However, I wanted more sustainable panels, and so I invested in EVA to encapsulate the cells. After some learning curve disasters, and a changing of technique and heat guns, I was producing a better panel, but I learned that EVA never completely cures hard, and that the next days in service would reheat/melt the EVA again so the cells would slide or move sideways sliding one over the next in line and causing shorts. It was also at this time I noticed the first burning out or breaking of the tabbing wires between cells. My conclusion was that the sliding was causing the tabbing wires to break. I also concluded the EVA just kept melting, and then hardening as it cooled. It was then I started to look for a glass substitute as well.
    Again, a lot more research and study. I finally started to investigate poly-carbonates. Up to this point there were no poly-carbonate materials that were strong enough with higher temperature qualities available here. About 2 years ago I came across a clear poly-carbonate 4x8 sheet 6mm thick that has a honeycomb-like structure produced by Bayer called Makrolon. It had 800F melting point, was more transparent than glass, ten times stronger than glass, cut-able with a knife or power saw. It also has a 10 year warranty and has had very good reviews for applications in skylights, greenhouses, and restaurant porches. Makrolon also weighs 1/20th that of glass. Although not cheap, much less costly than glass and more importantly available here.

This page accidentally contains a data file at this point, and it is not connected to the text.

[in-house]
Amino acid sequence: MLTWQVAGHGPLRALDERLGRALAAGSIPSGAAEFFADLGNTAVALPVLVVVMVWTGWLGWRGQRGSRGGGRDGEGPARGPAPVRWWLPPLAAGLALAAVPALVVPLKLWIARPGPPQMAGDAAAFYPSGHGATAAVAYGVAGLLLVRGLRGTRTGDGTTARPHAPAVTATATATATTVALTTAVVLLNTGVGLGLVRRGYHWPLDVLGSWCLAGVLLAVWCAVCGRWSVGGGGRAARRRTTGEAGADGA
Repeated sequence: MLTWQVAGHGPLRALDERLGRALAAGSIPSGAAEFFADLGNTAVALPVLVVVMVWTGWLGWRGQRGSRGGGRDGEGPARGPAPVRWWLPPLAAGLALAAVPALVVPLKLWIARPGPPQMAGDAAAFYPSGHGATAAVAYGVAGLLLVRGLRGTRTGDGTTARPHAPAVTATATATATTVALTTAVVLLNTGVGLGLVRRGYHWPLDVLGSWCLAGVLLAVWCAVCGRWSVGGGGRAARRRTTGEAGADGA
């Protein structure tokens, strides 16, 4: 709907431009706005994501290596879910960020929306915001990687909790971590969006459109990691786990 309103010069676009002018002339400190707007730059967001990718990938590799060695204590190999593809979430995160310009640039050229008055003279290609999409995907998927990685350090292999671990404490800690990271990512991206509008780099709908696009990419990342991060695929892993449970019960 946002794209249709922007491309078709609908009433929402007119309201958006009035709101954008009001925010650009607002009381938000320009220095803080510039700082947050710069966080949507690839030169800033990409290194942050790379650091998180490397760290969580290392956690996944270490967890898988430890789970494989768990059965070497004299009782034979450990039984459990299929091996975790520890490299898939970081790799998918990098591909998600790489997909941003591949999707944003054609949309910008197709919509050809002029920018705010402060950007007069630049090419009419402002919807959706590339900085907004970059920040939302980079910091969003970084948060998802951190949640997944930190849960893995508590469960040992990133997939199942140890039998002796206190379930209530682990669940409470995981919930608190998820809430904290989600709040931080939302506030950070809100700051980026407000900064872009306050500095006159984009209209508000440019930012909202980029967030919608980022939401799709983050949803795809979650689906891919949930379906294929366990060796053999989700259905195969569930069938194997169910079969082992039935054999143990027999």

I tried a couple of sheets cutting them to a 1meter square. and followed the example on the Internet of a sandwich with Makrolon, EVA, cells,EVA. It once again had the same problem of sliding and shorting out the cells from the sun reheating the EVA every day. I also was experiencing a gravity problem that along with the sliding the cells would starting to fall down, de-laminating from the panel. My next modification was to put a backing sheet, so I then had Makrolon, EVA, cells,EVA, Makrolon and this sandwich in a frame of galvanized sheet metal with an additional cross-brace. This produced a lightweight solar panel, but I still had the sliding problem, so I returned to the silicone caulk/glue and replaced the EVA that had been between the backing sheet and cells with the silicone window caulk. This stopped the strings and individual cells from moving or sliding. However, here was where the problem of the Broken or separated Tabbing wires occurred. This break or separation only occurs between cells, may be only one tab or two or all three tabs. It usually occurs between the middle cells in a given string of 6 cells, never in the ends at the bus connection. It can happen in one string or two or in all 6 strings. It is completely random. Polarity has been checked, there are no shorts, or crossed wires. All panels have 2 diodes correctly in place. A close examination of the panel does not show evidence of overheating or melting. The tabbing wire has just separated in the middle between cells. It appears almost as if cut. The cells have not moved or slid or shifted, There is no sign of the cells having been strained. In all cases this happens weeks or months after installation and having produced an average of 4 to 5 amperes per panel.